The Damien Riley Podcast – How to Lose a Guy in 10 Days (2003)

My preview of another ROM COM now streaming on Netflix. Stars Kate Hudson and Matthew McConaughey. Everyone I know that have I talked to who’s seen it loved it. I am no exception ;) Please leave a comment and follow me for more reviews. Listen to me in this episode try and convince you to watch it. Was I successful?


Inherent Vice


Title: Inherent Vice
Genre: Comedy, Crime, Drama
MPAA Rating: R
Year: 2014
Director: Paul Thomas Anderson, “Boogie Nights,” “The Master” …
Top Billed Cast: Joaquin Phoenix, Josh Brolin, Owen Wilson, Katherine Waterston, Reese Witherspoon, Benicio del Toro …
Brief Synopsis: Los Angeles in the 1970’s was a place where many lived double lives. This film follows a hippie PI through some of that as he uncovers more secrets than he bargained for.
My Word to the Wise: The cast and acting is amazing. I’m not too crazy about the story. To follow it you need x-ray focused attention and even then it’s hard to follow. I didn’t feel the payoff was worth the wait. That subtracted two stars for me.

The rest of this review may contain spoilers.

Best scene by far is when Brolin is transporting Phoenix to the station while making oral love to a frozen banana. There are some great dramatic scenes by Brolin as well. Phoenix does a good job. I liked him better in this with disheveled hair and huge sideburns than his clean-shaving character in “The Master,” also directed by Paul Thomas Anderson. You might say he has a face for a beard. I have a feeling the story as laid out in the book is much better than the convoluted presentation in the movie.

Trolls

The Trolls in this film are not ugly like the dashboard ones of the 80’s. Instead they are endearing, cute, and presented in vibrant colors. The powerful colors reminded me of those in Cloudy With a Chance of Meatballs 2. Vibrant colors help to deliver a message of happiness and finding it in yourself and through love. This film can be enjoyed by anyone but those around the toddler age will certainly be playing over and over, singing and dancing to the music.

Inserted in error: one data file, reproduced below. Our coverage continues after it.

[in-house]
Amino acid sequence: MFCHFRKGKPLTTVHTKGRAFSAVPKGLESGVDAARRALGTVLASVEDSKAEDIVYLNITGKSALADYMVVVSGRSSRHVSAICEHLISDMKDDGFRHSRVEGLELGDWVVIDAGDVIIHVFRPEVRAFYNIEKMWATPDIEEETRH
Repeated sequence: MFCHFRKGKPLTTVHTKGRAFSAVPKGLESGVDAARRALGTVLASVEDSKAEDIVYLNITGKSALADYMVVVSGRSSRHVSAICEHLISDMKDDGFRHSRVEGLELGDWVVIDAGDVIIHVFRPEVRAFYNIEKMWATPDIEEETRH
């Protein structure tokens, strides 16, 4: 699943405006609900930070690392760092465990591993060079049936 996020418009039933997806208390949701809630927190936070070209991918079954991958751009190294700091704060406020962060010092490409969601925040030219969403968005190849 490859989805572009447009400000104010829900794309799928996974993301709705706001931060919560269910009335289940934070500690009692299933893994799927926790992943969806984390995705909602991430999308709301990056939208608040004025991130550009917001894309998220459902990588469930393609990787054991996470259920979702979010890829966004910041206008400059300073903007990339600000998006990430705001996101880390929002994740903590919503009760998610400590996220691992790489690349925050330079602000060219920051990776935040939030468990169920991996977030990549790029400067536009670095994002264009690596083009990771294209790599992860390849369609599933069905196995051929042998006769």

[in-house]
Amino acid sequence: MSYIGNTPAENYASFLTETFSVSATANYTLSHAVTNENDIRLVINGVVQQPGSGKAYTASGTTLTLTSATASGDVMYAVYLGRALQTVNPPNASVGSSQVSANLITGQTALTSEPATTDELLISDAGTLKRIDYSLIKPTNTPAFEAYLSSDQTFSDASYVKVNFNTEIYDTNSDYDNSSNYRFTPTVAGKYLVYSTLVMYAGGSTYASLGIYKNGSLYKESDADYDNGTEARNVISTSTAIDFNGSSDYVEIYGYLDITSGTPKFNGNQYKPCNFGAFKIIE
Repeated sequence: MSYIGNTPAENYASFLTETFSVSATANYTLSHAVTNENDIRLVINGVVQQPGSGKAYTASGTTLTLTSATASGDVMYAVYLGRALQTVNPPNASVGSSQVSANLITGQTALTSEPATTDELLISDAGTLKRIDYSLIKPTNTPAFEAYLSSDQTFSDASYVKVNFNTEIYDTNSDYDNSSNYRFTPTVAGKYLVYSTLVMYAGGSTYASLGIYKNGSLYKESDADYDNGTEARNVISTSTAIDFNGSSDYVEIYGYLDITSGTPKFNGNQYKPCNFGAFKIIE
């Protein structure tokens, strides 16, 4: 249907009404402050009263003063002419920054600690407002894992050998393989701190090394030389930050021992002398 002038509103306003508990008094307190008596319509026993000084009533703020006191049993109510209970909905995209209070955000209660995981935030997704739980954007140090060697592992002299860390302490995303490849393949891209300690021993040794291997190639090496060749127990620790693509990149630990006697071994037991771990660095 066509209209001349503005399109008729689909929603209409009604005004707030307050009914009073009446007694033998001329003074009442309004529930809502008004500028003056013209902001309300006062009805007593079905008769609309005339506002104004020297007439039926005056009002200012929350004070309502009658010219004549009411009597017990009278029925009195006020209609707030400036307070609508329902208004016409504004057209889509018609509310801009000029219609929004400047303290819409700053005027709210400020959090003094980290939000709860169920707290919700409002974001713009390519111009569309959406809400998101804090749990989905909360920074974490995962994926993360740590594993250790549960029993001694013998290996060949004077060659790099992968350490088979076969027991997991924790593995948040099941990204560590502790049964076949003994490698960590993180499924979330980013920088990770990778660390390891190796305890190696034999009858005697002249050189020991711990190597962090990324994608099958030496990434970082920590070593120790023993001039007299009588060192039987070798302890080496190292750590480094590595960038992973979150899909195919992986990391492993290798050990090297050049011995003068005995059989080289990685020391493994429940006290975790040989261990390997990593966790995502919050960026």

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Cast

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Directed by

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Written by

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Other Info

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IMDB Rating: [imdblive:rating]

If you get into upbeat music, you’ll like the movie. If you like cute animation with a decent story, you’ll love this film.

The main idea of this film is that we all have happiness inside us. The ugly creatures have to eat Trolls in order to be happy and obviously, this doesn’t go well with them. Through a random course of events, the Trolls have to show the ugly creatures they can be happy on their own and in fact, the happiness was inside them all along.

The music is powerful and makes this movie a better animation film than others. You have the music and voices of Justin Timberlake, Zoe Deschanel, Anna Kendrick, and more. Supporting the music is amazing animation in a colorful style we haven’t seen … ever before I think it’s safe to say. It’s a feast for the eyes and ears. The story is also very cute which makes it all the more suited for the younger ones.

I’d recommend this film for everyone who likes the elements I have mentioned but especially kids ages 4-9. If you’re like me you may find you are a kid at heart because I really loved this film. Because it won’t be for everyone, it lost just 1/2 a star.

‘Crawl or Die’ – Horror in the Pipeline with a Girl

When you were a kid did you crawl through tunnels? I know I did. These tunnels are kind of like that except a monster is following you and they get smaller and smaller as you try to escape. This is horror in the pipeline with a kick-ass girl.